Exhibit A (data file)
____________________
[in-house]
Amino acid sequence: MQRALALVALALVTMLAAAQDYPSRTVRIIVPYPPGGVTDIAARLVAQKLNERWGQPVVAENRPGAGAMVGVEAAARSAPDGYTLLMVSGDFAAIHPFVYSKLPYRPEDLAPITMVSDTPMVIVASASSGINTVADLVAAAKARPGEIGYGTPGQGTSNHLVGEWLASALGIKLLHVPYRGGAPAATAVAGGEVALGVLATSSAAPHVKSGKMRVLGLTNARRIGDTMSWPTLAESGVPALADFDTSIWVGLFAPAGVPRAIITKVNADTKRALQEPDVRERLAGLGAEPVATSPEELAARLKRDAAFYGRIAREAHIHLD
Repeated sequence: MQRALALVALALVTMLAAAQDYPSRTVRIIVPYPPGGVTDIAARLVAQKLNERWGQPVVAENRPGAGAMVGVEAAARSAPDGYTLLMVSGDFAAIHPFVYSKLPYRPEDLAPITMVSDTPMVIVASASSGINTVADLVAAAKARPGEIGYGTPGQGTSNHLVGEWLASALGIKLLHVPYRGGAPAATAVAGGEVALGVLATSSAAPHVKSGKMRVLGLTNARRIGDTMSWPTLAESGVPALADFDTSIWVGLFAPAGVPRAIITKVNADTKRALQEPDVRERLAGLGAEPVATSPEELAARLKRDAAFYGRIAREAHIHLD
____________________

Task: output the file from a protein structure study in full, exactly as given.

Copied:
[in-house]
Amino acid sequence: MQRALALVALALVTMLAAAQDYPSRTVRIIVPYPPGGVTDIAARLVAQKLNERWGQPVVAENRPGAGAMVGVEAAARSAPDGYTLLMVSGDFAAIHPFVYSKLPYRPEDLAPITMVSDTPMVIVASASSGINTVADLVAAAKARPGEIGYGTPGQGTSNHLVGEWLASALGIKLLHVPYRGGAPAATAVAGGEVALGVLATSSAAPHVKSGKMRVLGLTNARRIGDTMSWPTLAESGVPALADFDTSIWVGLFAPAGVPRAIITKVNADTKRALQEPDVRERLAGLGAEPVATSPEELAARLKRDAAFYGRIAREAHIHLD
Repeated sequence: MQRALALVALALVTMLAAAQDYPSRTVRIIVPYPPGGVTDIAARLVAQKLNERWGQPVVAENRPGAGAMVGVEAAARSAPDGYTLLMVSGDFAAIHPFVYSKLPYRPEDLAPITMVSDTPMVIVASASSGINTVADLVAAAKARPGEIGYGTPGQGTSNHLVGEWLASALGIKLLHVPYRGGAPAATAVAGGEVALGVLATSSAAPHVKSGKMRVLGLTNARRIGDTMSWPTLAESGVPALADFDTSIWVGLFAPAGVPRAIITKVNADTKRALQEPDVRERLAGLGAEPVATSPEELAARLKRDAAFYGRIAREAHIHLD